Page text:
Science Meets Fashion

August 14th, 2014

The Pulse of the Planet blog has moved to Facebook but we’re re-posting our latest message for any hard-core Pulse fans.  Hope that you’ll respond to this art-science challenge.
Jim did an ear-opening interview with Linsey Marr, a professor of Environmental Engineering at Virginia Tech. She’s been sampling the air in public places like waiting rooms and airplanes. The influenza virus is alive and well – and in the air we breath in these closed environments. What to do? Wear a hospital-type mask is one solution. Common practice in many countries, including Japan. Our society isn’t used to folks wearing hospital or dust masks in public. Patently uncool.
But what if designers like Ralph Lauren and Tommy Hillfinger created DESIGNER AIR MASKS? What do you think? Could you come up with a design for one? Describe your mask in a response to this post (on our FB page), or send a photo of your design to We may post it on Facebook and send you a Pulse of the Planet CD.

Comfort Food

January 9th, 2014

What’s your favorite comfort food?  Mashed potatoes? Mom’s apple pie?  Tell us your favorite comfort food story on our Facebook Page and if we select it, we’ll send you one of our Pulse of the Planet CD’s. And you might end up hearing your story on a future program!



August 30th, 2013

Here’s a link to video showing Bill Hopkins finding a Hellbender – the world’s largest salamander, midstream, as if by magic.  Bill is an Associate Professor of Fish and Wildlife Conservation at Virginia Tech.

More on Bill’s work coming up in October’s Pulse of the Planet radio programs.  In the meantime, check out our Facebook page for updates.

Jim Metzner

Down in the Mine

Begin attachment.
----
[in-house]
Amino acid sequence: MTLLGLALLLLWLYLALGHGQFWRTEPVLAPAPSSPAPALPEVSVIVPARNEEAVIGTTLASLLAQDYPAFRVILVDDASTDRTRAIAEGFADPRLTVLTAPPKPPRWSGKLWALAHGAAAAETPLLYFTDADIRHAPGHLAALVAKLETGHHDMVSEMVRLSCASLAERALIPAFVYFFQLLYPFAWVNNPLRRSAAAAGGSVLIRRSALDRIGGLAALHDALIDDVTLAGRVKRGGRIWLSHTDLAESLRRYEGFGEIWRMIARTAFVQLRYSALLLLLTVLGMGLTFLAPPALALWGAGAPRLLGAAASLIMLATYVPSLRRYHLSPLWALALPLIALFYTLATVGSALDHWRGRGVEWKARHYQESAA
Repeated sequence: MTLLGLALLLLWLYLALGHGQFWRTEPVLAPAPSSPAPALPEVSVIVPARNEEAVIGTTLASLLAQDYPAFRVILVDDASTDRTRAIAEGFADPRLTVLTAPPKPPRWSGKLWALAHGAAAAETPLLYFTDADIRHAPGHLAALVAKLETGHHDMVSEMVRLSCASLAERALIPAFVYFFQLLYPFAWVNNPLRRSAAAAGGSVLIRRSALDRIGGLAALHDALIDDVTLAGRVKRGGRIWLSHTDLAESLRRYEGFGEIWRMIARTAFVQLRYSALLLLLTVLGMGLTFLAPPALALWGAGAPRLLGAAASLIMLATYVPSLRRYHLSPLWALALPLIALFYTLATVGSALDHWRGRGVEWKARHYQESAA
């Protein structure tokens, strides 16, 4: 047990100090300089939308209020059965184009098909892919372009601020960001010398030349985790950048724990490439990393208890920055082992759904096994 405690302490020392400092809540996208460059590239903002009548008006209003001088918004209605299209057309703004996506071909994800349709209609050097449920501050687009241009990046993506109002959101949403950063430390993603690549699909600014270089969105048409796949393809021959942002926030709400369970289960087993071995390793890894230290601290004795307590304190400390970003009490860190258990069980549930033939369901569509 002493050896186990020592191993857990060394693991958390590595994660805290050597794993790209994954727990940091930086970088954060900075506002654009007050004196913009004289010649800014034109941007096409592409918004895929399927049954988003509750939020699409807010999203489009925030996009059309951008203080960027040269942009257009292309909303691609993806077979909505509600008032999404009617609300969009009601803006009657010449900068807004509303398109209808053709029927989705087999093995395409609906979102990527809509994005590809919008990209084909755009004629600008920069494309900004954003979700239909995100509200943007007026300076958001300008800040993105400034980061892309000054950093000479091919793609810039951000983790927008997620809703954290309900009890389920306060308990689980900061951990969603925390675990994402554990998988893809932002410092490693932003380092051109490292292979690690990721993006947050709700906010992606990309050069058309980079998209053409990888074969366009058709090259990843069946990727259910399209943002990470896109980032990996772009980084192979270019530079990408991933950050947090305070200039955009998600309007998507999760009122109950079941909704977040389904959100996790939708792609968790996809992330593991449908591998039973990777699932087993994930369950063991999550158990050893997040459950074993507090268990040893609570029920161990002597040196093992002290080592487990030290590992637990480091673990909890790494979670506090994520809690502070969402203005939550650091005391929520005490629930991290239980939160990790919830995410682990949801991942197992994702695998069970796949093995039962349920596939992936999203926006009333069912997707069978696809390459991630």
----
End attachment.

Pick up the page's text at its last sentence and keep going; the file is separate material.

April 19th, 2013

Blue Sheppard, Owner, Stewart Mine

Spent an afternoon recently at the Stewart Mine in Pala, CA, where Tourmaline, Lithium and other gems and minerals are mined. A quirky factoid for you – the active ingredient in Pepto Bismol is a form of clay – one of the lesser treasures found in the mine!  It’s all part of a new series of programs about geoscience coming soon on Pulse of the Planet.

Song Carrier

February 7th, 2013

I met John Dancing Crow on a recent trip to Floyd, Virginia.  He’s a Song Carrier.  Many Native American songs may not be recorded and can only be performed in special conditions. It’s the role of the Song Carrier to learn, remember and pass the songs on to keep them alive.  He’s a living example of an oral tradition in action. Crow is of Cherokee ancestry, and carries the songs of many tribes.  This story is of how he became Song Carrier, and was able to fulfill his teacher’s last wish. Crow’s Story

Beginning of the World

December 26th, 2012

We can’t help being attuned to events associated with our birthdays.  Mine is December 21, a date shared with Frank Zappa, Jane Fonda and Joseph Stalin.  The pilgrims allegedly landed on Plymouth Rock on this day – the winter solstice, the shortest day and longest night of the year. December 21st, 2012,  was touted, with a nod and a wink – as being the End of You-Know-What, followed quickly by assurances from NASA and the Smithsonian Institution and other bastions of science, that it really wasn’t.  The ancient Mayans thought big, in terms of cycles of time, and this date marked the transition point between the end of a 5,125 year period – and the beginning of a new one.  It’s this last part that has somehow been missing from most media accounts – the beginning.  You could make a strong case for all phenomena being cyclical – passing through stages of development: a beginning, a middle and an end, followed by a new cycle.  Octaves, spirals, lifetimes, all symbolize or exemplify this apparent law of life.  In the ecology of a forest, new growth feeds upon the residue of the old.  In the world of art, new forms of music and visual arts appear, have their moment in the sun, and fall out of fashion.  We rarely see past the bloom of the moment – our generation – let alone think on the scale that the Mayans are inviting us think of – thousands of generations into the future. What would it mean to ride that wave, to take that sort of pulse of the planet?  What have we learned or retained from those who lived over 5,000 years ago?  Great architecture, myth? What sort of legacy can we leave that is worth preserving?  What are the questions we need to be asking as we face the prospect of a new beginning of the world?